The final set of customization the Digital Wellbeing feature gives users is granular control over notification management and the Do Not Disturb setting.
Notification management offers options we’ve had in Android in the past, but it’s now located in the context of Digital Wellbeing - an arguably easier to access location than its old home within the apps settings.
Open it up and your screen is filled with all your apps in a vertical list, complete with toggles to the left to blanket turn on/off notifications for the corresponding app.
Everything gets much more comprehensive when you click through on one of your applications though, revealing an expanded notification control.
The level of notification management over Twitter, for example, one of the most overbearing applications when it comes notifications is as follows:
- Notifications can be turned on/off for individual accounts
- Within these accounts, notifications can be toggled for direct messages, emergency alerts, news, followers and contacts, security alerts and more
Not all application notifications are this extensively customizable yet, but serial offenders like Instagram, Facebook and Twitter are..
Better yet, this kind of granular constraint on which notifications vie for your attention doesn’t require a deep dive into the Digital Wellbeing menu.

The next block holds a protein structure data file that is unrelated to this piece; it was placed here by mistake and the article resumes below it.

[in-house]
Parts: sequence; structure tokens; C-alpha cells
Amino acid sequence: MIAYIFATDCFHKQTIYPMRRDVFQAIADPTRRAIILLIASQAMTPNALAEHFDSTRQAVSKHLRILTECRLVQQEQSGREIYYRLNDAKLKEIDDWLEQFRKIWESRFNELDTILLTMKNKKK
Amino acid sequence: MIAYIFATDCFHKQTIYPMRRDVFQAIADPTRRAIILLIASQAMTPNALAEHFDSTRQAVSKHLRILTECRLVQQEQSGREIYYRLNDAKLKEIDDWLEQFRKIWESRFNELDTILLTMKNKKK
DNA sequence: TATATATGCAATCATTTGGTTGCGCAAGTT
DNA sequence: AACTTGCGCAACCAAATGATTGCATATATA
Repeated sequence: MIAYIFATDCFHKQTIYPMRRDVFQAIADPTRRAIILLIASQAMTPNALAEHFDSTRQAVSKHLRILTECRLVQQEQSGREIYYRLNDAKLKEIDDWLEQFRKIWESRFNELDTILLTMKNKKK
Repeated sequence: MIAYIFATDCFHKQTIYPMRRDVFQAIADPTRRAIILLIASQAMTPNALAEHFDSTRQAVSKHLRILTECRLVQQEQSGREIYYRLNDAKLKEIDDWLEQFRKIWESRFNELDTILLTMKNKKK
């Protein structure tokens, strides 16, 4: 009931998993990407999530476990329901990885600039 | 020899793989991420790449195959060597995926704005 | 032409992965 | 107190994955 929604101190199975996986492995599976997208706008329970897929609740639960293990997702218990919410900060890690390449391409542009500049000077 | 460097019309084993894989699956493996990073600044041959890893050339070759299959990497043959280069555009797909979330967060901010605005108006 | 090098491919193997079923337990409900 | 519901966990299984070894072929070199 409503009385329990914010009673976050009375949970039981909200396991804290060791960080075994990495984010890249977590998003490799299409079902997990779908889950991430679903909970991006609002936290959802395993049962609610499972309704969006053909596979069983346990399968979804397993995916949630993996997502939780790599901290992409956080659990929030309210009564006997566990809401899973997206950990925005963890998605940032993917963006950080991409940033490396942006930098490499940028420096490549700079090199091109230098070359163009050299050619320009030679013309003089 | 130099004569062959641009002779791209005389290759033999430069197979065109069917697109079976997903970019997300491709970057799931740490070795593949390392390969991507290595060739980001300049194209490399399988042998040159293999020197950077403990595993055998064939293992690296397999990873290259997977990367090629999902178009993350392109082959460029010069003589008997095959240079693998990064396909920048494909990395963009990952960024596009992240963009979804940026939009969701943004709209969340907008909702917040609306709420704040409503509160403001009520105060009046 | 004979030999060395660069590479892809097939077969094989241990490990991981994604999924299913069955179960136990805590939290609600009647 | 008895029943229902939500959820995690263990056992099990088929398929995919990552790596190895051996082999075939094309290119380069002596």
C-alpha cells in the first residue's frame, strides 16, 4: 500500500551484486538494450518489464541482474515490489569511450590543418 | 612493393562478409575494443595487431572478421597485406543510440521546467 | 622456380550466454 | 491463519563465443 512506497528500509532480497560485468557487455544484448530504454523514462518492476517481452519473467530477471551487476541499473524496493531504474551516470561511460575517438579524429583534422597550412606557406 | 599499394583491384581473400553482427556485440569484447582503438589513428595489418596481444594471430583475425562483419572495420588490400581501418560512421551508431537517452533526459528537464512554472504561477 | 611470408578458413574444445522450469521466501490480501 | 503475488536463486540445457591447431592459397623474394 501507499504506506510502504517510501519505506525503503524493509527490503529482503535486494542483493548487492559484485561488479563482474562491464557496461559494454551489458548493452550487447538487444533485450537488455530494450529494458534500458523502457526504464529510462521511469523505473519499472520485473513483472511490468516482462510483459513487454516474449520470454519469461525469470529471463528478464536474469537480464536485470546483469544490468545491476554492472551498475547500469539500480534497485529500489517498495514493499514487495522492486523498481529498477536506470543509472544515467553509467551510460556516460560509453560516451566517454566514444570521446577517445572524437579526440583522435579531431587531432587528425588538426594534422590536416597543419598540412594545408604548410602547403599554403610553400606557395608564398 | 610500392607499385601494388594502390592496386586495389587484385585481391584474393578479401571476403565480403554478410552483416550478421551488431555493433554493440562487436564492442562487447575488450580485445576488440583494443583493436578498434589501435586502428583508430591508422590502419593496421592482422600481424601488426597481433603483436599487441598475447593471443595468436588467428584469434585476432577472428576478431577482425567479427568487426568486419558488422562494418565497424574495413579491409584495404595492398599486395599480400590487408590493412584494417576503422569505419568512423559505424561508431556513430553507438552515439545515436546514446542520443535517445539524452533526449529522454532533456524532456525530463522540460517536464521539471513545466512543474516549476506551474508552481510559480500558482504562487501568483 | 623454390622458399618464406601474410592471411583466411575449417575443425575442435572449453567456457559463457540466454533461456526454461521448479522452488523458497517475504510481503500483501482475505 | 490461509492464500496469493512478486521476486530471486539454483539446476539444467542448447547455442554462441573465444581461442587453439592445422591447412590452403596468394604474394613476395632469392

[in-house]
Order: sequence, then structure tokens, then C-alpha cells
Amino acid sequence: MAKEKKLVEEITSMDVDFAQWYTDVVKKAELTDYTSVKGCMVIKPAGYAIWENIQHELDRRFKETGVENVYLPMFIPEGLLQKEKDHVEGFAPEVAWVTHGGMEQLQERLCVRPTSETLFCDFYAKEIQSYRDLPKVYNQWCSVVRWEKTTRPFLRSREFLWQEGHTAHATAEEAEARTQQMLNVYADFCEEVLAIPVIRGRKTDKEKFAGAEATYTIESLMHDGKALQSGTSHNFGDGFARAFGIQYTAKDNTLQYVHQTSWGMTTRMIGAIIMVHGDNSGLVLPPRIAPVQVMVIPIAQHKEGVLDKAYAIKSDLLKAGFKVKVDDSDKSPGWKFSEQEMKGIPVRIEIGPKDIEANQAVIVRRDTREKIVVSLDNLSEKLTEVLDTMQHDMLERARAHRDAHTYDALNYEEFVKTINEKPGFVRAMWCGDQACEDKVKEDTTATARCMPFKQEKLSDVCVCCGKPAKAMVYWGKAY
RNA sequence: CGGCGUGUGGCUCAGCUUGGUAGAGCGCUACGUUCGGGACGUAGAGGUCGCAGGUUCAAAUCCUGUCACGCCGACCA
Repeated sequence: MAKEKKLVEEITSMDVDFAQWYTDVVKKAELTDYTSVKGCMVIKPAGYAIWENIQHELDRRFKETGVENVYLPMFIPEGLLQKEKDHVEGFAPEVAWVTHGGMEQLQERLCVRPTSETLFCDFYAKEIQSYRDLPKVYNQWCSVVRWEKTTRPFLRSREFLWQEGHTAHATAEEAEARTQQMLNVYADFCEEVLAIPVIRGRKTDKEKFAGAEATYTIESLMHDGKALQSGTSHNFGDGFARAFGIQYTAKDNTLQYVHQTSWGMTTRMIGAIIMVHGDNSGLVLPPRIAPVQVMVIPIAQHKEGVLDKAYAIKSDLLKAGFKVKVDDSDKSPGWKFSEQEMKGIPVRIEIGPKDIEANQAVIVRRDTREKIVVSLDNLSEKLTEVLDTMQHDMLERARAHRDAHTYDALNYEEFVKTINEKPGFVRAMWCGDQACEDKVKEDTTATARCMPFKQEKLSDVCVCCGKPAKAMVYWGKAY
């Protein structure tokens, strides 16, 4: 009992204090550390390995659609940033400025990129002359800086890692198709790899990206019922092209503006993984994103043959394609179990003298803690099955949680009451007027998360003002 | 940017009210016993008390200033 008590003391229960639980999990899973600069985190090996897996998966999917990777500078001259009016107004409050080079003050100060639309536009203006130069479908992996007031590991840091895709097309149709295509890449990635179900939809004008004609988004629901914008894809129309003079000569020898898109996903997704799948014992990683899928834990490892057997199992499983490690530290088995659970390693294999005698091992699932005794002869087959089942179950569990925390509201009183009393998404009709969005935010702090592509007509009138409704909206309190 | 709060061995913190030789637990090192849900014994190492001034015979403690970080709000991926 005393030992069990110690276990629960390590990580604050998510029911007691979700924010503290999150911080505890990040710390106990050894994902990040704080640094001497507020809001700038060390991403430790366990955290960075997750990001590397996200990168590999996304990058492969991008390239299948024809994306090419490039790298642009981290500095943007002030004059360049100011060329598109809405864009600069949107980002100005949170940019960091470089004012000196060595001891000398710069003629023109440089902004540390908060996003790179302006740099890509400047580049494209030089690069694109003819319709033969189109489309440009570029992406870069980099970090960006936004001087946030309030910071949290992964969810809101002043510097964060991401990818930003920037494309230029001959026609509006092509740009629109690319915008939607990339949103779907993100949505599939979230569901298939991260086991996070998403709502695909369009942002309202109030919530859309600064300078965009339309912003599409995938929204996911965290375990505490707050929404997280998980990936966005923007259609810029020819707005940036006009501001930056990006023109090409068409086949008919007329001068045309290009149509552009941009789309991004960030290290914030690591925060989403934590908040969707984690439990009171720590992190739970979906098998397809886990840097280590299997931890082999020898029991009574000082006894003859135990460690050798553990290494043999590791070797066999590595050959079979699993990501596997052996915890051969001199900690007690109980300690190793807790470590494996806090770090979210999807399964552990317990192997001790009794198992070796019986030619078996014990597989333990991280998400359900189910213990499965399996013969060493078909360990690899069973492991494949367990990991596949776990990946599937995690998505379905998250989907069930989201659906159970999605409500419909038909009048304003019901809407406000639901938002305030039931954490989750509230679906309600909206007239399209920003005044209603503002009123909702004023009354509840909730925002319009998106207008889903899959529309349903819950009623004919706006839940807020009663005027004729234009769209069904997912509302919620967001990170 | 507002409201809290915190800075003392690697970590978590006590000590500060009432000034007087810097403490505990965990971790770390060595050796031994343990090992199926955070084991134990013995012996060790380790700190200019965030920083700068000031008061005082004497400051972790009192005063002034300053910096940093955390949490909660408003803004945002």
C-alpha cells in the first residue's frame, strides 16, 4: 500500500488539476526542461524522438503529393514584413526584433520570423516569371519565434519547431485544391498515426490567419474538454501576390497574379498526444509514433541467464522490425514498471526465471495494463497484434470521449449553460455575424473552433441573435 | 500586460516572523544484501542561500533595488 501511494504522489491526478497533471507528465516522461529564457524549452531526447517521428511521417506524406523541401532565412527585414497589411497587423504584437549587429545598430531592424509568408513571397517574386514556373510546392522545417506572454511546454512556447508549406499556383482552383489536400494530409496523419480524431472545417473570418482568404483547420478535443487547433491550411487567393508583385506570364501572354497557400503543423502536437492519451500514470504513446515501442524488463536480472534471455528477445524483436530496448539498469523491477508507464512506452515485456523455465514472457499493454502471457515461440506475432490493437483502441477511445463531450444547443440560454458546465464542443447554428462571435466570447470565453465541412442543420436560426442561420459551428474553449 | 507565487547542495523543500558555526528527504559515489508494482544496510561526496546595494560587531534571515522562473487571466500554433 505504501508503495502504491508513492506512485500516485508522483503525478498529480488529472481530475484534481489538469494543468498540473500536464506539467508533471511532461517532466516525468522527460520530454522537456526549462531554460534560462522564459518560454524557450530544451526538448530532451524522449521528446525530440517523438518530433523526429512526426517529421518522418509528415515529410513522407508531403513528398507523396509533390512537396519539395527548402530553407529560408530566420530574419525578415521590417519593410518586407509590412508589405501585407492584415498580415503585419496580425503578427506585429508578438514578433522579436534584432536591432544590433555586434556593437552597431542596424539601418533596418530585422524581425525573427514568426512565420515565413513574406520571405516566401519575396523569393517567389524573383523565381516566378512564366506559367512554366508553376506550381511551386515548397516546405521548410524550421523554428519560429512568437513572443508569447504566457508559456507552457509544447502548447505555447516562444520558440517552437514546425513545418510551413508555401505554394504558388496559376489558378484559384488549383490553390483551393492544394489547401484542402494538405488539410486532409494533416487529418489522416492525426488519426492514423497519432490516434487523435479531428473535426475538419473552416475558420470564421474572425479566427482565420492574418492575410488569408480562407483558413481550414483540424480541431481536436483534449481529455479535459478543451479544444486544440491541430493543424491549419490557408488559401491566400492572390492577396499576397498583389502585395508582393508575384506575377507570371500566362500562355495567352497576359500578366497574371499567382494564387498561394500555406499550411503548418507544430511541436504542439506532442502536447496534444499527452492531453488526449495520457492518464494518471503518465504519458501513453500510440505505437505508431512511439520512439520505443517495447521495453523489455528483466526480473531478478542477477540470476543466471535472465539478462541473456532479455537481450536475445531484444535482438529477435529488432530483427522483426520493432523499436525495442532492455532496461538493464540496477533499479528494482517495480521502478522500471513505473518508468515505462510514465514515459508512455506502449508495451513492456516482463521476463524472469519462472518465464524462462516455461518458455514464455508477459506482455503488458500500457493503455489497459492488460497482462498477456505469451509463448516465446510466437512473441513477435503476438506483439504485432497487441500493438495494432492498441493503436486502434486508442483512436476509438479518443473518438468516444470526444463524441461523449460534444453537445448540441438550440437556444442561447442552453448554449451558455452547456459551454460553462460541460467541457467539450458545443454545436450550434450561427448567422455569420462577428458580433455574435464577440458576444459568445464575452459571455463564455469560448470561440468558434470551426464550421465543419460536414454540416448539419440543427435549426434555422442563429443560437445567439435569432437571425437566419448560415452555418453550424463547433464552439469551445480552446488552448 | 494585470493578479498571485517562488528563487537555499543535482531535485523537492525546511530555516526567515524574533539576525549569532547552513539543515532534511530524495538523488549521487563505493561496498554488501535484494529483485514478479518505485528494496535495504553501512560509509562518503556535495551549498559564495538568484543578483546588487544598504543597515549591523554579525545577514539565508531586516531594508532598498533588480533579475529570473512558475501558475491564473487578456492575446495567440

If Android Pie notices you swipe a type of notification out of the way repeatedly - for example “Chuck Norris is Live on Instagram” - it will ask you if you want to ignore that specific type of notification going forward. That isn’t to say Instagram notifications will be blocked, only Instagram live alerts.
Do not disturb
The final aspect of the Digital Wellness suite, Do not disturb, will likely the most familiar to most people. Click through and the sub-menu gives users control over what Do Not Disturb does - sound, vibration and notification alerts.
Here you can also set exceptions to the rule - calls and alarms for example, and you can schedule it on or off.
This scheduling can be fine tuned to set times, during a specific event, or it can even be automated to kick in when you’re driving, engaging with the phone’s location services to detect when you hit the road.
With all these features in tow, Android Pie looks set to be the best OS around for anyone concerned about smartphone addiction or general digital health, at least until iOS 12 drops.
As promising as all this is though, there’s no word from Google as to whether Digital Wellbeing will be made available for other manufacturers.
Verdict: it’s a start, but is it enough?
Without a doubt, Digital Wellbeing is a step in the right direction, and considering it’s only in Beta right now, it adds some meaningful support for Android users who want to be more conscious of their smartphone habits.
That said, the feature requires a degree of pro-activity to get any benefits from it. It’s also buried within the settings menu, with no option to add a shortcut to your home screen or access it a more convenient way.